Paris. 1922. You walk into the bar at the Ritz Hotel and order an aperitif. At a table on the other side of the room, Hemingway sits sipping a drink as a soundtrack of Louis Armstrong and Duke Ellington escapes from a nearby turntable.
That’s the evocative premise behind Little Felix, the latest den of refined inebriants from hospitality giant Merivale. It’s on Ash Street in the heart of its CBD Ivy precinct.
It’s the group’s first cocktail bar ribbon-cutting since Charlie Parker’s opened beneath Fred’s in Paddington in 2016, and the group’s bars manager, Sam Egerton, says the moody, candlelit lounge has been designed, in part, to serve as a companion venue to neighbour, French restaurant Felix.
“In Paris, you have really successful, longstanding restaurants getting to a position where they can’t really fit any more people in there. They’re packed every day. They find a space nearby to put a small bar that allows them to try and catch a few more guests, or to keep their business a bit longer. That’s kind of what the corollary relationship is between Felix and Little Felix,” he says.
“It’s not Felix’s cocktail bar, though; it does have the same head chefs putting out the food, and a similar vibe, but it’s a different space.”
Headlining the list of libations is a concise assortment of cocktails inspired by Parisian classics of the 1910s, ’20s and ’30s.
Divided into “Aperitif”, “Toute La Journee” (drinks of the day) and “Digestif”, the cocktail list highlights top-shelf spirits, classic French flavours and freshly squeezed citrus.
The Some Assemblage Required – Egerton’s favourite cocktail here – combines Maker’s Mark, Campari and sweet vermouth with Pineau des Charentes, a regional French blend of unfermented grape juice and Cognac.
“A Negroni with bourbon is how we usually describe it to guests,” Egerton says of the vibrantly red elixir.
The Aperetif menu includes only two cocktails, but each is available at a “Villages”, “Premier Cru” and “Grand Cr” level. The Le Ricain, for example, is mixed with Hennessy VS, Cointreau and Le Birlou (chestnut and apple liqueur) when ordered at Villages level for $23, but comes with the highly prized Hennessy Paradis and Bertrand Curacao when you opt for the more premium Grand Cru option. It’s an investment at $95 a pop, but a rare treat for those who know their Hennessy from their Hennessy.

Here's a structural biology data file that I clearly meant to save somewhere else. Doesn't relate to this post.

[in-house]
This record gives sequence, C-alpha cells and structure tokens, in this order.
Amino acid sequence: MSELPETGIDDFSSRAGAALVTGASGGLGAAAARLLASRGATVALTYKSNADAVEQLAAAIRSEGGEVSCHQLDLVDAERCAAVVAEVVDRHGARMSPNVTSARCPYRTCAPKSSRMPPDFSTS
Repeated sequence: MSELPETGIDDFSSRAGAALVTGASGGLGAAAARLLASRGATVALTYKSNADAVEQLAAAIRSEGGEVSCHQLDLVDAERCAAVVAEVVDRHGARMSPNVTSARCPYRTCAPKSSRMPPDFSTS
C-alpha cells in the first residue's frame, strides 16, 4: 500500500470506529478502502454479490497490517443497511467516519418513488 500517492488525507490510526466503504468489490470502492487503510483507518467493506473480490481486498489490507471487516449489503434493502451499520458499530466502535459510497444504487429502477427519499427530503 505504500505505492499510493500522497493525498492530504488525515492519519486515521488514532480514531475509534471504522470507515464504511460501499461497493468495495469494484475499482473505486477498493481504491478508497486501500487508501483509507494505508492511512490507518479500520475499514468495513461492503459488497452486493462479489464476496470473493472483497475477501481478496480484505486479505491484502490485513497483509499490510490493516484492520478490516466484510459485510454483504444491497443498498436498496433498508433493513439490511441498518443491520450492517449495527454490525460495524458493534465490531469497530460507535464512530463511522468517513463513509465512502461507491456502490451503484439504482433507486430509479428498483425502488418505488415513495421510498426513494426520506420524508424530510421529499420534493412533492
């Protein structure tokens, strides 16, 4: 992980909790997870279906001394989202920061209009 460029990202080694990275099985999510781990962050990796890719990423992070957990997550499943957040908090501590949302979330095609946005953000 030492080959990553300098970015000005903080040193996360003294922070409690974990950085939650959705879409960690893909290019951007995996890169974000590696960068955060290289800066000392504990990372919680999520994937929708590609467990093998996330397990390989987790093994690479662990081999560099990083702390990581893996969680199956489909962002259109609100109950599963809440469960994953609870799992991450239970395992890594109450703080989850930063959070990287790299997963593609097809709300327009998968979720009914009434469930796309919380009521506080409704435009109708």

Little Felix joins the cocktail world’s growing movement away from extravagant garnishes and theatrical effects, choosing instead to frame drinks in fine glassware, chilled with crystal-cut ice. “They’re all really simple and restrained,” Egerton says of the drinks. “Bright, fresh, sessionable, delicious … everything you want.”
The bar’s wines, meanwhile, are served exclusively from magnums. Curated by Merivale sommeliers Jean-Charles Mahe and Franck Moreau, most of the tipples on the 17-strong list are available in short pours, long pours, carafes and by the magnum. Egerton says there’s good reason to celebrate the XL bottle.
“There’s a lot of science around how wine evolves in larger-format bottles,” Egerton says. “You’re accessing different flavours … And it looks pretty cool having someone serve you magnums at your table.”
If you’ve got a specific hankering for one of Felix’s 2000 bottles, though, the staff will happily fetch it from next door for you.
Adorned with tapestries of fauna-filled jungle scenes evoking early-20th-century safaris, the fit-out is the work of design company Acme & Co, responsible for creating the aesthetics for The Grounds of the City, Archie Rose and Fred’s. The room’s emerald green tones are softened with the gently flickering lamps at each table and the balletic movement of the venue’s crack team.
“Aesthetically, Felix and Little Felix have been approached completely independently,” Egerton says. “We pitched ‘classic Parisian hotel bar’. We wanted it to be a fun, enjoyable space. There’s a real contrast in the design, colour scheme, lighting and music.”
Food is simple and designed to pair with both the drinks and the venue’s theme, offering a range of largely French cheeses cut from a towering platter of fromage at the bar. There’s a line of house-made charcuterie too, including the must-order parfait, and a short list of tartines (open sandwiches), topped with steak tartare, smoked salmon, or the transcendent raclette and grated black truffle.
“It’s the sort of food you can graze on while you make your way through a magnum of wine or a couple of cocktails before you figure out what the rest of your evening has in store.”
2A Ash Street, Sydney
Mon to Wed 5pm–late
Thu & Fri 3pm-late
This article first appeared on Broadsheet on August 9, 2019. Menu items and prices may have changed since publication.